Staffing: Ready for Your Next Big Career Move?
When opportunity knocks, be ready to pounce on it
DREAM JOB Are you prepared for your next career move?
After years of running your busy facility, you finally decide it’s time to see if the grass really is greener on the other side. Problem is, it’s been so long since you’ve updated your resume and applied for a job, you have no idea where to start — or whether the old rules even still apply. Fear not, we’ve got you covered. Follow these 4 best practices, and you’ll wind up where the grass is, indeed, greener.
1. Make a good first impression with your resume.
Your resume won’t get you the job, but it will get you the interview. The question: Will your resume get you past the inbox and in for a sit-down?
Your resume must be short, sweet and easy to skim through. Skim is the key word here. Don’t force prospective employers to read through long paragraphs and a long list of bullets to get the full picture of your skills and experience.
Some resume-writing tips to get your foot in the door: List the dates you were employed before the name of the organization/facility and add the title of the position you held on the next line. Underneath the position title, bullet point a list of your top 2-3 responsibilities and duties. Start each bullet with a verb:
- Creates weekly staff schedule
- Oversees all policy and procedures
- Ensures all regulatory compliance standards are met.
For each surgical management position you list, include details like the number of ORs you manage, the average annual or monthly case-volume as well as the number of full-time employees (FTEs) you oversee. Key: Sum up the responsibilities and duties section in 2 to 3 sentences; anything more is just overkill.
But don’t sell yourself short. Highlight your accomplishments. Don’t be shy here. Your achievements can set you apart from other candidates. Again, be brief:
- Successfully completed 3 accreditation surveys with zero deficiencies
- Increased case-volume by 22% by hiring full-time employees in place of PRN staff
- Decreased material cost by implementing just-in-time inventory
2. Maximize your visibility.
If you’re not already on LinkedIn, get on there, ASAP — and engage with other users to increase your visibility. Make sure your LinkedIn profile (or any online profile associated with your industry) is up to date and includes a photo of yourself. The photo is so important because websites’ algorithms rank profiles with pictures higher than those without.
Never ask questions about salary, vacation or benefits until an offer is made
It’s true when they say, “It’s not what you know, it’s who you know that matters most.” You’ll also want to join groups associated with your industry, such as AORN or ASCA, and attend their major conferences to network. You can also make face-to-face connections at home. Here are 2 ways to do it:
- In-person. Research the names and addresses of every outpatient facility within a 20-mile radius of your center. Then, pick a few to visit during lunch or on your way home from work. Introduce yourself to the administrator and/or nurse manager and let them know about where you work and what you do.
- Via phone. Don’t have time to spare? A quick phone call with an administrator at a nearby facility is still a good way to forge a new professional connection.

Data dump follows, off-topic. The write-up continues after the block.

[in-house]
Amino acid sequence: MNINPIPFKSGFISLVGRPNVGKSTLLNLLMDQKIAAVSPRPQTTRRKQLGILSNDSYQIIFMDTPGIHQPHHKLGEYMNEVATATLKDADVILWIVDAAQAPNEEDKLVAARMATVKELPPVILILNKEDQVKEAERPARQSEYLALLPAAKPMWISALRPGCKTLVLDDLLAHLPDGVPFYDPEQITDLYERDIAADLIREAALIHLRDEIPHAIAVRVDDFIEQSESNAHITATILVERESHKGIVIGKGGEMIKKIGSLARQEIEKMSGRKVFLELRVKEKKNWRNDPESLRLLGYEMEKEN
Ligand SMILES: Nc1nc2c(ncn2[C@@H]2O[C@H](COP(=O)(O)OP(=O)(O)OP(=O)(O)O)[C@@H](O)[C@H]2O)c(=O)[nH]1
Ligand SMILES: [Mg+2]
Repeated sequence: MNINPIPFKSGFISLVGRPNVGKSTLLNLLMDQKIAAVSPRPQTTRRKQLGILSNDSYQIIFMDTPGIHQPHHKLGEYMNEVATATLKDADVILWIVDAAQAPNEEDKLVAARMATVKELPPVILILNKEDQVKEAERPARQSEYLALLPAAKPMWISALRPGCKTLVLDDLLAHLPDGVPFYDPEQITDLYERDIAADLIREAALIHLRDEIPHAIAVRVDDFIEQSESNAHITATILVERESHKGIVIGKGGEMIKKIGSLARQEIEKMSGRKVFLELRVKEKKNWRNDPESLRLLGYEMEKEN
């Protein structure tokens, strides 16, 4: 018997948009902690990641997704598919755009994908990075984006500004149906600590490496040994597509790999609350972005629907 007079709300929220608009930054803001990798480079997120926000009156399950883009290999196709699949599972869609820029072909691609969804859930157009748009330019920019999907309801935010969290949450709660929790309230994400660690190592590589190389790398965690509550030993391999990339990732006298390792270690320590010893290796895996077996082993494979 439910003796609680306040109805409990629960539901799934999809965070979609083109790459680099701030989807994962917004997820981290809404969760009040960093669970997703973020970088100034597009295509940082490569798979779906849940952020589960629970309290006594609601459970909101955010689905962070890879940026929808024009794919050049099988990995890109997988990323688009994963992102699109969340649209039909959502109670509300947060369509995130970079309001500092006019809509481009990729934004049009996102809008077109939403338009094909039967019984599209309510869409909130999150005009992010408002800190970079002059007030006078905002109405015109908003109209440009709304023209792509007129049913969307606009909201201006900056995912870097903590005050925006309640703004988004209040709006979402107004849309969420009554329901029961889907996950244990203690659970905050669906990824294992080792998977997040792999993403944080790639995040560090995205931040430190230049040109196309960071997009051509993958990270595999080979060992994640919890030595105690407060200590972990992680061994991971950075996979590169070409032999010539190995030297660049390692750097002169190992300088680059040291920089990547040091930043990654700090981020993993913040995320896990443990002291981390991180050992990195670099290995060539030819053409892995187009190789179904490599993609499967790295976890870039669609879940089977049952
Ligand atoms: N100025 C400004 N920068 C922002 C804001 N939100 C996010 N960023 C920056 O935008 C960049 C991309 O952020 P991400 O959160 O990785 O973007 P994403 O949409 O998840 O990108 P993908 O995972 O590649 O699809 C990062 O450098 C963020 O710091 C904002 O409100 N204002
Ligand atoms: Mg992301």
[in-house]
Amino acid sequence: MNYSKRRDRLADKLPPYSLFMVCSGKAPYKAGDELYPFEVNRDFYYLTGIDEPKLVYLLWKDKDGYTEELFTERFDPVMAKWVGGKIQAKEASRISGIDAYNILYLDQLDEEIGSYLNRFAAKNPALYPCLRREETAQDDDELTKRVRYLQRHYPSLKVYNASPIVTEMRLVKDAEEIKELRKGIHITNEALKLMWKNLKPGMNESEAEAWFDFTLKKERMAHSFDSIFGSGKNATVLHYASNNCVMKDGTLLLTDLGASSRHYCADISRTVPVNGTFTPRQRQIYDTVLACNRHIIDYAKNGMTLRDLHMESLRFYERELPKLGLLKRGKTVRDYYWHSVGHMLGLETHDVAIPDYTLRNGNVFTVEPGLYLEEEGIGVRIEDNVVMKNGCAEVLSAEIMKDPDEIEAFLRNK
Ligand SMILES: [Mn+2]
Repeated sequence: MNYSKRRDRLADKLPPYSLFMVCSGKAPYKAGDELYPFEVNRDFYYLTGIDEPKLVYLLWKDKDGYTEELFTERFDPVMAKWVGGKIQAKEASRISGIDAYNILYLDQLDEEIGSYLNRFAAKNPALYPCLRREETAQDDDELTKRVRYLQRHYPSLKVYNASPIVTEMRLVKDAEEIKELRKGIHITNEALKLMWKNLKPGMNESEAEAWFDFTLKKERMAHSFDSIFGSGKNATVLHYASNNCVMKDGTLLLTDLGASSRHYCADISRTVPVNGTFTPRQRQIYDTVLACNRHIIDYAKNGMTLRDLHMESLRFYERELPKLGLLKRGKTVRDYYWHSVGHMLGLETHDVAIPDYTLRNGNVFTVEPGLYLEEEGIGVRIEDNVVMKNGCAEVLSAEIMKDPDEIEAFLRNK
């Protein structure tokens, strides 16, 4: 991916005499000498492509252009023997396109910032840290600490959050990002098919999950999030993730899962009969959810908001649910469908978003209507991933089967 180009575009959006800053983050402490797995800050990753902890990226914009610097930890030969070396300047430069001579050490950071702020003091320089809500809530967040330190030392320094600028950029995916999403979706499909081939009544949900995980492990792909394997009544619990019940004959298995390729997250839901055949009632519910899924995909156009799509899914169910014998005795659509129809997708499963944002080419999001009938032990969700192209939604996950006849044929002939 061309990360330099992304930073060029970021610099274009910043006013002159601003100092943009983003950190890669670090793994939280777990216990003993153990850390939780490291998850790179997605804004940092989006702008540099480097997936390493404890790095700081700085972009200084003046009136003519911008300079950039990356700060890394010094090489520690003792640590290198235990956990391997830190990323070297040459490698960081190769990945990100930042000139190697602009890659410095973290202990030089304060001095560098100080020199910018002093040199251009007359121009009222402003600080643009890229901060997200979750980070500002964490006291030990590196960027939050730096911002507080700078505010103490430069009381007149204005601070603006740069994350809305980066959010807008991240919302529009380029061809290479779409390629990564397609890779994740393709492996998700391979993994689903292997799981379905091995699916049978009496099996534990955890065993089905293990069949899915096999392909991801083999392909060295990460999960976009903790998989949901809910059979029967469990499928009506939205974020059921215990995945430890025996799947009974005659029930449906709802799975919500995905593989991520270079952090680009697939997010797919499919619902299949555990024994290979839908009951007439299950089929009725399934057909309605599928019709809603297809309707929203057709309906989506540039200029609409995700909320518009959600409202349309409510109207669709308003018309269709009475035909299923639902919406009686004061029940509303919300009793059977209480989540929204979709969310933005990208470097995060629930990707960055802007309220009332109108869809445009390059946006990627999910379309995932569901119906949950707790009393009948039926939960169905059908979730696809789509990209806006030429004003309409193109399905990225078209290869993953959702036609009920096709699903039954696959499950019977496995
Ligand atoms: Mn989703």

3. Sharpen your interview skills.
Research some of the more common interview questions (see “Ace the Job Interview”) and jot down the answers. Writing it out creates polished, concise answers that will prevent you from rambling when those questions are asked during a pressure-filled interview. You’ll also want to do your homework and ask plenty of questions during the interview, but remember: Never ask questions about salary, vacation time or what type of benefits package a company offers until an offer is made.
4. Search strategically.
Today, job-seekers have more search options than ever. For starters, there are a slew of reputable online job-search sites, including indeed.com, careerjet.com, linkedin.com, careerbuilder.com and monster.com. But use caution here. It’s not uncommon for hospitals and surgery centers to post jobs that have already been filled simply to get resumes. If going it alone isn’t for you, consider an industry-expert recruiter. These are professionals who can guide you toward the best opportunities and walk you through the interview process. Recruiters have the advantage of knowing exactly who’s hiring and what type of candidate they’re looking for. Plus, you can apply confidentially and get feedback on how you interviewed.
If you think you’re ready for a new position, a willingness to take a chance can land you the job of your dreams. The key is being ready to pounce when that time comes. As “In Search of Excellence” author Tom Peters puts it, “If a window of opportunity appears, don’t pull down the shade.”
Ace the Job Interview
In advance of the interview, it’s always a good idea to prepare to answer these 4 common questions so you come off as confident and composed:
- How did you deal with a difficult doctor or staff member?
- What do you feel is your greatest professional achievement?
- Why do you feel you’re a fit for this position?
- How would you describe your management style?
On the other end of the spectrum, here are 3 questions you should consider asking a prospective employer:
- What are the top 3 traits you look for in an administrator or nurse manager (or whatever position you’re interviewing for) that sets them apart from the rest of the pack?
- Assuming I am the successful candidate for this position, what could I do in the first 60-90 days on the job that would exceed your expectations?
- Are there any challenges you’re facing now, or foresee facing in the near future, that I could address for you?